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13 March 2008

It's Steve! Don't Panic!

It's already way late and I'm already way tired and yet there's nothing like an (almost) chance encounter with one's favourite celebrity linguist to perk one up (surely the chance of us both being free and in London on the same night, given how large the universe is has an almost infinite improbability!). The Ex knows my tastes so well and this evening, we went to the Sixth Annual Douglas Adams Memorial Lecture, an event hosted by Save the Rhino International, of which Douglas Adams was a founding patron. It was actually perfect for both of us: a talk by Steven Pinker on The Stuff of Thought, followed by a live performance of episode two of The Hitchhiker's Guide to the Galaxy, to which I'm just going to refer as H2G2 from now on, for convenience, to commemorate the thirty-year anniversary of the original airing of the radio series, complete with members of the original cast.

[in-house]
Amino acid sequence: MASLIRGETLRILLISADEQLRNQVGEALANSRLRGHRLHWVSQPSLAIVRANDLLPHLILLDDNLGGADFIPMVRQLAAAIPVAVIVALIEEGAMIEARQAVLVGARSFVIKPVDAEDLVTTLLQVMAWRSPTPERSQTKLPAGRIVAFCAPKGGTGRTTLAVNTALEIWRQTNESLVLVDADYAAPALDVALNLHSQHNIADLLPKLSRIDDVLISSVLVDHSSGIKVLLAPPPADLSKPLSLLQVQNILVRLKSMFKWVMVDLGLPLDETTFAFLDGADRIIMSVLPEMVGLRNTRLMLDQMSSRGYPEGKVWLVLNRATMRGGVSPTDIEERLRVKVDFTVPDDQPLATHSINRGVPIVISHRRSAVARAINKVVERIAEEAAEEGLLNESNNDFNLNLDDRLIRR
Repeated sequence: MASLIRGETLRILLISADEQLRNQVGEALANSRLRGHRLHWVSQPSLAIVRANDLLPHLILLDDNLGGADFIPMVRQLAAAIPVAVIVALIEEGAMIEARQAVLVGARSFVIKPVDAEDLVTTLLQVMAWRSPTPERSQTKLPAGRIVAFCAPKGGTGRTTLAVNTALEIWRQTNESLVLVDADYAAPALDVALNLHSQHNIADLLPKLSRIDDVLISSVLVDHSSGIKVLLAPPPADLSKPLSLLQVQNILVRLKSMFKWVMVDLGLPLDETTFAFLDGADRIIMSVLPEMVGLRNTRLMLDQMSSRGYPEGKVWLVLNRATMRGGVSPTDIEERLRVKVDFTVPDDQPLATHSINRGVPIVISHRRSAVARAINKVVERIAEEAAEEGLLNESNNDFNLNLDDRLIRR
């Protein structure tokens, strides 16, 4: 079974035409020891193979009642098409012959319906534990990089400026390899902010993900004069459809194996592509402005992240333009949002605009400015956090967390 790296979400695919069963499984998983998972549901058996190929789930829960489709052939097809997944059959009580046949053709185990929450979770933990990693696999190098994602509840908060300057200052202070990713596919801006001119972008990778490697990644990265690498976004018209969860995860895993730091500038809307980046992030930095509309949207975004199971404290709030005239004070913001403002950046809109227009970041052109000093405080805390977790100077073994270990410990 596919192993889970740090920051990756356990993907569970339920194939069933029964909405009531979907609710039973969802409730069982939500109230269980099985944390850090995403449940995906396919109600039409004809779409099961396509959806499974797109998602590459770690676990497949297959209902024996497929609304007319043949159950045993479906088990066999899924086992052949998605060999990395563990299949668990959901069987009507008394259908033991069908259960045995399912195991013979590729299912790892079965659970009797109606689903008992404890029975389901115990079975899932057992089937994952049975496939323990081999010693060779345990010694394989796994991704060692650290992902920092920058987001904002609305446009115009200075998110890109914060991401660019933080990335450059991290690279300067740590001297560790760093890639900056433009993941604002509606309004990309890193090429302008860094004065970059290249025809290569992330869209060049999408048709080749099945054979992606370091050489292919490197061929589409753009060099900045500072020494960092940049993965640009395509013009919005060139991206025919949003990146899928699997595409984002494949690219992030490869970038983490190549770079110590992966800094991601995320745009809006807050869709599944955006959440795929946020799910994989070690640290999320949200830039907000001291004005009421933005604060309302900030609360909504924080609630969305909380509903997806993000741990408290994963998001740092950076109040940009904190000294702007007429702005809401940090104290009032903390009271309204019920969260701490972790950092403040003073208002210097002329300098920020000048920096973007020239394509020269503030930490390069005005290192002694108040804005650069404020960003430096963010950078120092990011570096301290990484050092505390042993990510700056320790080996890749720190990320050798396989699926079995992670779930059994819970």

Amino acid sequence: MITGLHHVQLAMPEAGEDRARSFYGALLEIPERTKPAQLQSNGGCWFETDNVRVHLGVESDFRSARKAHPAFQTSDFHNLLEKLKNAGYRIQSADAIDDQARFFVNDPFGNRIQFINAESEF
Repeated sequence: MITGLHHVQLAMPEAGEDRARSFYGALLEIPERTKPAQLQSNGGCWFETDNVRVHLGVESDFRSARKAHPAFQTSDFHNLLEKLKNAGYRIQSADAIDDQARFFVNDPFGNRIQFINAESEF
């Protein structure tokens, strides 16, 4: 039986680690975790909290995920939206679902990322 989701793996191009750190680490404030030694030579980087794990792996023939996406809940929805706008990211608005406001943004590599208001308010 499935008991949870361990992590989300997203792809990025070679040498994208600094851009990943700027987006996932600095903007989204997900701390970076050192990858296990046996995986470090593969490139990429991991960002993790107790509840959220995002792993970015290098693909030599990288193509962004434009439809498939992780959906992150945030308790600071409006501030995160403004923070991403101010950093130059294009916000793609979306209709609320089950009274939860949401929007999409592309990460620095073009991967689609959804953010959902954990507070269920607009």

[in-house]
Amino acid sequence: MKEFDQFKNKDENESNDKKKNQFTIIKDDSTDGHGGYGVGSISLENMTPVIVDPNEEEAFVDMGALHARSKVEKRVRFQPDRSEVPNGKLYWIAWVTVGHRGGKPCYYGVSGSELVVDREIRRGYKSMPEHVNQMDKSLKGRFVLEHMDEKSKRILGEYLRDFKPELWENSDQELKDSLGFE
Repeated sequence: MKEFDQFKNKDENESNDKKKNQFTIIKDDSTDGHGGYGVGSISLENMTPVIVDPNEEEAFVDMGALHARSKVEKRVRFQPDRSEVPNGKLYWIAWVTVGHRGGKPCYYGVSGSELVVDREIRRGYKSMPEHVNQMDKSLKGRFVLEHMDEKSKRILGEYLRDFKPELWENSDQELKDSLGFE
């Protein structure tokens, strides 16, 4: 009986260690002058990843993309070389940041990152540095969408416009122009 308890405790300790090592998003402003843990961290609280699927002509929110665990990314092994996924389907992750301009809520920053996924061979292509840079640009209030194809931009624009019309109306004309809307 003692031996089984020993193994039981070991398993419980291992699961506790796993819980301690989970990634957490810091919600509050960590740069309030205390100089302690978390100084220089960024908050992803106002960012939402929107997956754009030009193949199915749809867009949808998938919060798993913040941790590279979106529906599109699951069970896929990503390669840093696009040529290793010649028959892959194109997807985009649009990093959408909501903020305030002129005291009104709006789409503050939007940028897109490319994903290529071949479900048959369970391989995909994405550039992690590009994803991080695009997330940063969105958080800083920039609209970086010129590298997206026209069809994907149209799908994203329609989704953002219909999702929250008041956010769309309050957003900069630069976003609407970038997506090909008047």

I didn't realise that the performance was going to happen as when The Ex sent me a link to the lecture I just read the part about Steve and then switched off. Although I spent many a Friday night in the Triple Set (Adams's rooms while an undergrad at my college, which consisted of three bedrooms, a kitchen, and a huge dining room complete with a massive dining room table), which is said to have inspired some long room in one of his books and although I have probably listened to H2G2 many times over, it has never been chronological as my ADHD father would play a few minutes of one episode on a car journey and then switch to Bill Bryson or some prog-rock. Still, even I was excited by the performance.

First, there was an intro by John Lloyd of QI fame (he also ran and managed the QI Club in Oxford for a few years; my father was a member and it was quite a cool place but sadly there were hardly any other members and so they had to sell), which was quite interesting - all about the stuff of rhinos and biodiversity. He also told an amusing anecdote about Adams: a few months before Adams died, he, Lloyd and Richard Curtis, who were all great friends met up for lunch and to catch up and gossip. At one point, Adams said, perfectly seriously, "So, I've been doing some thinking and I now know what the meaning of life is." Curtis apparently considered this and realised that as Adams tended to go on a bit once he had an idea in his head, if he asked Adams what the meaning of life was they would never get round to their gossiping and so instead, he said, "That's nice, Douglas; how's Jane?" and so he never got to find out what the meaning of life was but he did get to catch up on the gossip.